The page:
Brookfarm is naturally differentiated from other food producers in our market as we have a true paddock-to-plate story. We are macadamia farmers and passionate foodies who have a true appreciation for where our food comes from, and are fanatic about the process and care required to make an exceptional product.
Quality is king. The cost of a Brookfarm product isn’t in the marketing, it’s in the ingredients we select, and the care taken to create the recipe to get it on your table. I like to say that if you make granola or muesli at home, we basically do it the same way – just on a larger scale.
This is a competitive marketplace. How do you know how to strike the right marketing notes to cut through?
Brookfarm is in a relatively unique position in our market in that we are not available in the two major supermarkets, so there are fewer people walking past our products every day when they do their weekly shop.
We want the people who enjoy our product to understand what we are about, our stories, and the things that make us tick. We are a generational family business with a commitment to quality and taste, as well as an inherent knowledge and appreciation for sustainability and our natural environment because of our farming heritage.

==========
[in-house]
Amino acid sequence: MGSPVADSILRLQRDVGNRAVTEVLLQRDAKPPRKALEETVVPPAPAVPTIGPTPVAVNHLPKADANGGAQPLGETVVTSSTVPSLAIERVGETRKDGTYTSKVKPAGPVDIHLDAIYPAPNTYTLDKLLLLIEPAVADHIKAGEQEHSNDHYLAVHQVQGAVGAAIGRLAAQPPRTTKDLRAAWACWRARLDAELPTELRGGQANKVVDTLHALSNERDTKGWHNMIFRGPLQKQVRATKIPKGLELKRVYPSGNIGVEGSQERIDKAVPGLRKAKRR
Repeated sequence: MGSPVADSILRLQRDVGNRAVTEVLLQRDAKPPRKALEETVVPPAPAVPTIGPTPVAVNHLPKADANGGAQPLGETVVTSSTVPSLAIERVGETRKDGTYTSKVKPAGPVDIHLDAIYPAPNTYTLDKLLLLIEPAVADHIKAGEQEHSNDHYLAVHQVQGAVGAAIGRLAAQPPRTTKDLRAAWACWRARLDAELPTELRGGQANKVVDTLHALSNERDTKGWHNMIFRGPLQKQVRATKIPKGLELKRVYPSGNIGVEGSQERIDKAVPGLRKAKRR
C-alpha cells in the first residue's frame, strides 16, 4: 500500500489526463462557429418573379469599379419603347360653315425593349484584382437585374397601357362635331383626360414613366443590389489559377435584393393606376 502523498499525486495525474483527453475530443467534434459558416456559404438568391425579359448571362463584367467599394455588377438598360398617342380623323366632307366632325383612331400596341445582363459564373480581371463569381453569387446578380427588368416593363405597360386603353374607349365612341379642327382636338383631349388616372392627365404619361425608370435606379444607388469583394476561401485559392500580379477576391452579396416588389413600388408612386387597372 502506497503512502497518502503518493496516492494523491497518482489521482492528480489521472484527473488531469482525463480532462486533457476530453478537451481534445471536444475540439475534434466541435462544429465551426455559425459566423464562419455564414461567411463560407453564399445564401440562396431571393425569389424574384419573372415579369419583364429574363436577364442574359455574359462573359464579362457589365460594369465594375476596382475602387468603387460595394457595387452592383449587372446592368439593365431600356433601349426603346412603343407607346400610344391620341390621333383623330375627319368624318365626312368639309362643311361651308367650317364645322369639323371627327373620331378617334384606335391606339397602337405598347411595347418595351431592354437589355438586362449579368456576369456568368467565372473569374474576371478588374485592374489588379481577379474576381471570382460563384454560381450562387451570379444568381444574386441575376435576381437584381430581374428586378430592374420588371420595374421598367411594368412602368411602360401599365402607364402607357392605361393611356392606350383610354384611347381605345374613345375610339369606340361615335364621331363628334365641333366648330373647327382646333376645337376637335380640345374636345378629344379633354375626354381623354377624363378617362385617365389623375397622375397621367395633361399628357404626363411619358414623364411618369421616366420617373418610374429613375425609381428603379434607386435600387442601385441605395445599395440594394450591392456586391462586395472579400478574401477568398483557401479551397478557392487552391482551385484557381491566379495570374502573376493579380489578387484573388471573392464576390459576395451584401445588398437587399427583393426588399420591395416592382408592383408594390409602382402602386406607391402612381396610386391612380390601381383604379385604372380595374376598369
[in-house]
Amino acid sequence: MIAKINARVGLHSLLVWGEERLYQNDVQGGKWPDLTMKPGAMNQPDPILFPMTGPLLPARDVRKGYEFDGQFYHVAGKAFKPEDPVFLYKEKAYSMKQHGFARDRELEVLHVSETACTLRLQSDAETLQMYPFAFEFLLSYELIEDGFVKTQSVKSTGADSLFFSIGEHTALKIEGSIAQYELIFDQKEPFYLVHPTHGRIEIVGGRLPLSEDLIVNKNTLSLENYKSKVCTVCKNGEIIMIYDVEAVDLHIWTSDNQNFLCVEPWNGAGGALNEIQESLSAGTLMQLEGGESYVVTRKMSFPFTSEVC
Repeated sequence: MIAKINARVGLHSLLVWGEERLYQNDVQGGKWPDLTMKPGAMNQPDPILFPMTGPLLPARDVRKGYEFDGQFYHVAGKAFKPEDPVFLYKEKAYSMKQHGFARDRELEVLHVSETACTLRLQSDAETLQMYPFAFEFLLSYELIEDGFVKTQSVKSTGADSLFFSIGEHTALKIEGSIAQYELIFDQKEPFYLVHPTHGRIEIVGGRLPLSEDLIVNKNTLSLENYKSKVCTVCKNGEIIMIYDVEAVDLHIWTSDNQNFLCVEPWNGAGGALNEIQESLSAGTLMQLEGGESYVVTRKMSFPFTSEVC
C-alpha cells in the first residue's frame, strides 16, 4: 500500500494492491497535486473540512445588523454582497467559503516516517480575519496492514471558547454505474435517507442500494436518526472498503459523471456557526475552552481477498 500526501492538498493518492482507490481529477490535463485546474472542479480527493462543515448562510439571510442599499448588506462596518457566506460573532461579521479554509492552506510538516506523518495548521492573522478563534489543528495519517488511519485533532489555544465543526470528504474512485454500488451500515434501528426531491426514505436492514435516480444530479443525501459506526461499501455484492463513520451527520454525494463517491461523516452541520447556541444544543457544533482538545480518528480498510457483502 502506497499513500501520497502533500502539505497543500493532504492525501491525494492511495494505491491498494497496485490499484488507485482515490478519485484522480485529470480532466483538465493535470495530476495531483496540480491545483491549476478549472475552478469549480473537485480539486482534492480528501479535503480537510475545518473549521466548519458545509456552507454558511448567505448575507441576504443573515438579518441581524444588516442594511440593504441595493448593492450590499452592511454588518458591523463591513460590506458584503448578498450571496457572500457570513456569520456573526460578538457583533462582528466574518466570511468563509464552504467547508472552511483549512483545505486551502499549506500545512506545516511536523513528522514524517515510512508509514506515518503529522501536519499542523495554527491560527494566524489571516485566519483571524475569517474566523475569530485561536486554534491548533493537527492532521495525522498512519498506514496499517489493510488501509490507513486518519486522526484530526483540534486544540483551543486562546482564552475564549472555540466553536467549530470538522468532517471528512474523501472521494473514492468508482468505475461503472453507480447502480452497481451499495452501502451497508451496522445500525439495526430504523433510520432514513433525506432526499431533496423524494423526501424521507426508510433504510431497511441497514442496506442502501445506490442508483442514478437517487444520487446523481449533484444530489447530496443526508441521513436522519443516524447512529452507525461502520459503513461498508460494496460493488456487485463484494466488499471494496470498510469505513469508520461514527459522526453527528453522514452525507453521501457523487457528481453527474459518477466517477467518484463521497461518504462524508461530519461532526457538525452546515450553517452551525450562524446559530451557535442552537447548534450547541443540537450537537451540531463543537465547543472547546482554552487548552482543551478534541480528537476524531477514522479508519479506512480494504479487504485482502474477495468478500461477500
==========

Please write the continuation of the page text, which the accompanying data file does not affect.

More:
Take us through a day in your life. What does the typical day look like?
A typical day for me balances family, work, and personal health.
First thing in the morning, I’ll be up with our kids who are 7, 5, and 1. Then off to Brookfarm. After I’m set up in the office, my priority is to take a walk through our bakehouse and catch up with the team, see how the day is running, and also to say “G’day” (we are a family business after all).
A good portion of my week is dedicated to our team to ensure that the business is running effectively, which includes a frequent review of our key data and where we are performing, to our goals and strategic direction.
I commit time to my physical health as there is such a strong link between physical and mental health. I will often be found in the local Brazilian Jiu-Jitsu school on my lunch break, which I find rewarding as well as physically demanding. I encourage all staff to take time out of their day for their own health.
I also recently launched a side business with two of the founders of Stone & Wood. It’s called We, the Many, and we create functional carbon-neutral foods starting with breakfast with the principal purpose of investing in climate-positive products.